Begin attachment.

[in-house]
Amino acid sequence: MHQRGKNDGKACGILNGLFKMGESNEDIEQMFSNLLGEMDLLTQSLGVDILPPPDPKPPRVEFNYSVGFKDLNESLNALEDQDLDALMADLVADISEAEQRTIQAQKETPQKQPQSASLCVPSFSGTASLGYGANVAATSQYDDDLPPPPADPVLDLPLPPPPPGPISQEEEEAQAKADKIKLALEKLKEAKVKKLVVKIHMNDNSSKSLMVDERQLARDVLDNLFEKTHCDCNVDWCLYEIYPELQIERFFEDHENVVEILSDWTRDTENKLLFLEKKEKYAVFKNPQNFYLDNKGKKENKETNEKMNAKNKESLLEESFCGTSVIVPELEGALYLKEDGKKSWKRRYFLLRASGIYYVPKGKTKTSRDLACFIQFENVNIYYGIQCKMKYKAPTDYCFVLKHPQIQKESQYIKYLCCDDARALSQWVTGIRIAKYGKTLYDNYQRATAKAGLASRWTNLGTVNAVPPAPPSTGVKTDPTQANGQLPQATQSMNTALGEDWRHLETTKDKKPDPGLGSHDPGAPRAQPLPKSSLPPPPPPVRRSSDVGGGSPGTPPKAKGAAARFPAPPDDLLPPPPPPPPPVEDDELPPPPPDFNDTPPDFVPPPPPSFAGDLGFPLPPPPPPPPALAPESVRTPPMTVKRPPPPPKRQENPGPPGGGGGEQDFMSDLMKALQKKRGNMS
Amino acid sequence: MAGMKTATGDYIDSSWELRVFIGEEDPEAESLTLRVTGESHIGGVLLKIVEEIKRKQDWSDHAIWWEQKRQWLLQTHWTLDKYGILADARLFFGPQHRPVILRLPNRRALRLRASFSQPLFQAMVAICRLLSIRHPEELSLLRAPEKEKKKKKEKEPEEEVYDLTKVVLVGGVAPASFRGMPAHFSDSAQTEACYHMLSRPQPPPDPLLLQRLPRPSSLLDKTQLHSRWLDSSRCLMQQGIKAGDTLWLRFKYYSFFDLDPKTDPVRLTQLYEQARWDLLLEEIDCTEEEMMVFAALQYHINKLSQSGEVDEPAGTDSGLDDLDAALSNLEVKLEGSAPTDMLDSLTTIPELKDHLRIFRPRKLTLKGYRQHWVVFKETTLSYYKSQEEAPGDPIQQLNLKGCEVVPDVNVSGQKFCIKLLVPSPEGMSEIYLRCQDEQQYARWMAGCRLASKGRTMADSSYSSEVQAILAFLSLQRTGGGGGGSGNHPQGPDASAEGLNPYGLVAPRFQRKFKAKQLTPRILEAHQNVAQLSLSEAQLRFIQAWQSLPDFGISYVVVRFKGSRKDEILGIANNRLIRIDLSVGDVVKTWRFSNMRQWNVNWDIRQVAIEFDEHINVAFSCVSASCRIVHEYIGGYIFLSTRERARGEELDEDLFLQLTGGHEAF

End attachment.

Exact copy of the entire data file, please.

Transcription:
[in-house]
Amino acid sequence: MHQRGKNDGKACGILNGLFKMGESNEDIEQMFSNLLGEMDLLTQSLGVDILPPPDPKPPRVEFNYSVGFKDLNESLNALEDQDLDALMADLVADISEAEQRTIQAQKETPQKQPQSASLCVPSFSGTASLGYGANVAATSQYDDDLPPPPADPVLDLPLPPPPPGPISQEEEEAQAKADKIKLALEKLKEAKVKKLVVKIHMNDNSSKSLMVDERQLARDVLDNLFEKTHCDCNVDWCLYEIYPELQIERFFEDHENVVEILSDWTRDTENKLLFLEKKEKYAVFKNPQNFYLDNKGKKENKETNEKMNAKNKESLLEESFCGTSVIVPELEGALYLKEDGKKSWKRRYFLLRASGIYYVPKGKTKTSRDLACFIQFENVNIYYGIQCKMKYKAPTDYCFVLKHPQIQKESQYIKYLCCDDARALSQWVTGIRIAKYGKTLYDNYQRATAKAGLASRWTNLGTVNAVPPAPPSTGVKTDPTQANGQLPQATQSMNTALGEDWRHLETTKDKKPDPGLGSHDPGAPRAQPLPKSSLPPPPPPVRRSSDVGGGSPGTPPKAKGAAARFPAPPDDLLPPPPPPPPPVEDDELPPPPPDFNDTPPDFVPPPPPSFAGDLGFPLPPPPPPPPALAPESVRTPPMTVKRPPPPPKRQENPGPPGGGGGEQDFMSDLMKALQKKRGNMS
Amino acid sequence: MAGMKTATGDYIDSSWELRVFIGEEDPEAESLTLRVTGESHIGGVLLKIVEEIKRKQDWSDHAIWWEQKRQWLLQTHWTLDKYGILADARLFFGPQHRPVILRLPNRRALRLRASFSQPLFQAMVAICRLLSIRHPEELSLLRAPEKEKKKKKEKEPEEEVYDLTKVVLVGGVAPASFRGMPAHFSDSAQTEACYHMLSRPQPPPDPLLLQRLPRPSSLLDKTQLHSRWLDSSRCLMQQGIKAGDTLWLRFKYYSFFDLDPKTDPVRLTQLYEQARWDLLLEEIDCTEEEMMVFAALQYHINKLSQSGEVDEPAGTDSGLDDLDAALSNLEVKLEGSAPTDMLDSLTTIPELKDHLRIFRPRKLTLKGYRQHWVVFKETTLSYYKSQEEAPGDPIQQLNLKGCEVVPDVNVSGQKFCIKLLVPSPEGMSEIYLRCQDEQQYARWMAGCRLASKGRTMADSSYSSEVQAILAFLSLQRTGGGGGGSGNHPQGPDASAEGLNPYGLVAPRFQRKFKAKQLTPRILEAHQNVAQLSLSEAQLRFIQAWQSLPDFGISYVVVRFKGSRKDEILGIANNRLIRIDLSVGDVVKTWRFSNMRQWNVNWDIRQVAIEFDEHINVAFSCVSASCRIVHEYIGGYIFLSTRERARGEELDEDLFLQLTGGHEAF